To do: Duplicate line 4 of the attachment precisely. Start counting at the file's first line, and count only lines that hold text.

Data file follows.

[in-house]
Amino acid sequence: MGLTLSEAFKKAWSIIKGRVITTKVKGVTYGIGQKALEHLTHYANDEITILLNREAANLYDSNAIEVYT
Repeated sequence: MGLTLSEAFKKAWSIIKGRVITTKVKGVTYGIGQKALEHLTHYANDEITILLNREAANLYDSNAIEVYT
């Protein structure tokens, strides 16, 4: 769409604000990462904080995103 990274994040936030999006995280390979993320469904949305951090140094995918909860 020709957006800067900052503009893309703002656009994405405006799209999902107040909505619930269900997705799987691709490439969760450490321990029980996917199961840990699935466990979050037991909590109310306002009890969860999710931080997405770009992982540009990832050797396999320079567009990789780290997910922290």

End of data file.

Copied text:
């Protein structure tokens, strides 16, 4: 769409604000990462904080995103 990274994040936030999006995280390979993320469904949305951090140094995918909860 020709957006800067900052503009893309703002656009994405405006799209999902107040909505619930269900997705799987691709490439969760450490321990029980996917199961840990699935466990979050037991909590109310306002009890969860999710931080997405770009992982540009990832050797396999320079567009990789780290997910922290």